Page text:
Beginner Piano Lesson 4
About This Lesson
In your 3rd lesson we looked at how to play a scale with your right hand and learnt a fast piano piece. I hope you enjoyed working on these!
In this 4th lesson of my Beginner Piano Lessons series I am going to teach you how to play a scale with your left hand. You are also going to learn to play a piece that will improve your left hand playing.
You can find all the resources you need to complete the tasks from Lesson 4 below:
Lesson 4 Exercise and Piece
Here is the sheet music for the Lesson 4 Exercise (left hand C major scale) and the Piece. View it on the page or click on the download button below the image to download the file as a PDF:
Lesson 4 Piece Backing Track
Here is the backing track for the Lesson 4 piece.
There are 2 versions – one with the lead piano melody and one without.
Either stream it on the player or click on the link below the player to download it to your computer:
Backing Track with Lead Melody
Backing Track without Lead Melody
Music Theory Videos
Here is the music theory video mentioned in Lesson 4 on Articulation for you to watch:
Written Summary of Lesson
In Beginner Piano Lesson 3 we looked at how to play faster notes and how to change the volume of our playing.
In this Beginner Piano Lesson No. 4, we are going to have a go at another left hand piece, which will help you do the following:
- Read and play eighth notes (quavers)
- Play smoothly
Let’s have a look at the piece:
Playing Eighth Notes
In the first 2 piano lessons, we played half notes (minims) and quarter notes (crotchets).
In this piece we are introduced to eighth notes (quavers).
Here is a table showing the length of each of the note values:
Now have a look at the 1st 2 bars of the piece.
The 1st bar is quite easy because it is just Middle C repeated 4 times as quarter notes. This means that each note sounds on the beat.
In bar 2, the 1st 4 notes are eighth notes (minims). Each note is worth half a beat and so they sound every half beat. (When eighth notes are next to each other the tails are joined together to form a bar)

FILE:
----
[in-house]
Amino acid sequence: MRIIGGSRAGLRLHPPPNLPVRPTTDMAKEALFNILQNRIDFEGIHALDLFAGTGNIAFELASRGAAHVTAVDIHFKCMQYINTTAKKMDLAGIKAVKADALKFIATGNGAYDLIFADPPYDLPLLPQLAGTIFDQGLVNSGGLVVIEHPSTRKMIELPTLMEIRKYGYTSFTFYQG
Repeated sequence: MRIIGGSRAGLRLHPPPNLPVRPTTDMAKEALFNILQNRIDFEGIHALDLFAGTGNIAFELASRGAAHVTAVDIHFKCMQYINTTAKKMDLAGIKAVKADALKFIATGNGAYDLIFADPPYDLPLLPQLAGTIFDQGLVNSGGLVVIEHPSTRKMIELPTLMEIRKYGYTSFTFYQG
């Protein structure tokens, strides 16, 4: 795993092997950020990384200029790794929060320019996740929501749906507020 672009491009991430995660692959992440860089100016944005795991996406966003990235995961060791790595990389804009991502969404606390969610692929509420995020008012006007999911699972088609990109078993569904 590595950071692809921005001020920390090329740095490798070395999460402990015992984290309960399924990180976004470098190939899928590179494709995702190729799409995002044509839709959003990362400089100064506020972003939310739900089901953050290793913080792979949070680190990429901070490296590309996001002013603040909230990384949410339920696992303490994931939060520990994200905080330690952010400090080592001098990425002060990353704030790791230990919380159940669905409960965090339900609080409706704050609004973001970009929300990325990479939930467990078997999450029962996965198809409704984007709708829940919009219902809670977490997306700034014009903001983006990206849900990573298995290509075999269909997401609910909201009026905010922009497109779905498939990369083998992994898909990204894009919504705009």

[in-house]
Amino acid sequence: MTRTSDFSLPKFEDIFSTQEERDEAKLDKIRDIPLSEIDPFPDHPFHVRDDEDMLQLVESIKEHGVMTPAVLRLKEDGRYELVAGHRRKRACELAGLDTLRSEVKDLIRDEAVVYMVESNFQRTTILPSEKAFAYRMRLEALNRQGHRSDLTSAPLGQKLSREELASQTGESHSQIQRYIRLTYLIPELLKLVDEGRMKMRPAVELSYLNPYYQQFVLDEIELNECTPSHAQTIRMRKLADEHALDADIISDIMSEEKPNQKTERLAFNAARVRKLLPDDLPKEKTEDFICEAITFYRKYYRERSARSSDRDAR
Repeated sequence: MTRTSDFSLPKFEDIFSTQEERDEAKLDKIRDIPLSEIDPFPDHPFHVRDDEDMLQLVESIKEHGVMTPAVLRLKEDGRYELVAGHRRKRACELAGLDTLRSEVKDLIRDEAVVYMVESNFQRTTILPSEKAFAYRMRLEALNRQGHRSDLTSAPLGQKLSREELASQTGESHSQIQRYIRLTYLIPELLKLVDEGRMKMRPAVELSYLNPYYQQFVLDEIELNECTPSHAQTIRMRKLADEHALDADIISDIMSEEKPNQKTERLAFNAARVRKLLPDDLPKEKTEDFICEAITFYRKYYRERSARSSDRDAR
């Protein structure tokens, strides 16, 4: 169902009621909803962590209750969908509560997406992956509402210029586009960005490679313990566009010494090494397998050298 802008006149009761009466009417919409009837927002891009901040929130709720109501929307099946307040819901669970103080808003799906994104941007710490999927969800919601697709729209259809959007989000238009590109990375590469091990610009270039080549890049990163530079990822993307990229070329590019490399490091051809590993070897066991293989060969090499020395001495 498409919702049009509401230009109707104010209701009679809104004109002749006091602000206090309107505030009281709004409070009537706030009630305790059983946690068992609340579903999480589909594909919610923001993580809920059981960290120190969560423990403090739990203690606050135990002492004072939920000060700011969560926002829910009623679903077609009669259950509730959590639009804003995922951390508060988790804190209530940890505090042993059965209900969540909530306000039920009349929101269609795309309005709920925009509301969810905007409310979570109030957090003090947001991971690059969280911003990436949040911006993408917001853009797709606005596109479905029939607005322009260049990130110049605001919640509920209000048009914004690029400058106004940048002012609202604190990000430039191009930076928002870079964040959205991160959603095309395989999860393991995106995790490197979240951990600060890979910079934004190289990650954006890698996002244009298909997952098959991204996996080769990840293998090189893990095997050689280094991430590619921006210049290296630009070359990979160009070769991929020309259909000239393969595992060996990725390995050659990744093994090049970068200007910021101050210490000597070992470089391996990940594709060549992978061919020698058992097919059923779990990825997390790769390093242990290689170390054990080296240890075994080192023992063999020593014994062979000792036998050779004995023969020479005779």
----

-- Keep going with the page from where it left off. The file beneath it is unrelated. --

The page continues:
Have a go at clapping along with the demo track above and see if you can clap the rhythm of the notes correctly.
When you can clap the rhythm correctly, then have a go at playing the 1st 2 bars on the piano.
When you can play the 1st 2 bars, move onto the next 2 and so on until you can play the whole piece.
A great technique on the piano to learn is how to play notes smoothly – this is called legato.
This piece is very reflective and needs to be played smoothly.
In order to do this you need to try and concentrate on leaving as little gap as possible between the notes when you lift up your fingers and resound them. Try to stay as relaxed as possible when you are doing it.
Here is an example of the 1st 4 bars played detached and then played smoothly (legato). It is the 2nd sound (legato) that we are trying to achieve.
Playing With The Backing Track
As usual, I have produced a backing track for this relaxed and reflective piece.
Here is how it should sound:
Now it is your turn:
In this lesson’s extension task we are going to have a go at playing the same piece of music, but with our right hand and an octave higher.
This will introduce you to some new notes in the Treble Clef as well as developing your right hand legato technique.
Click Here For Beginner Piano Lesson 5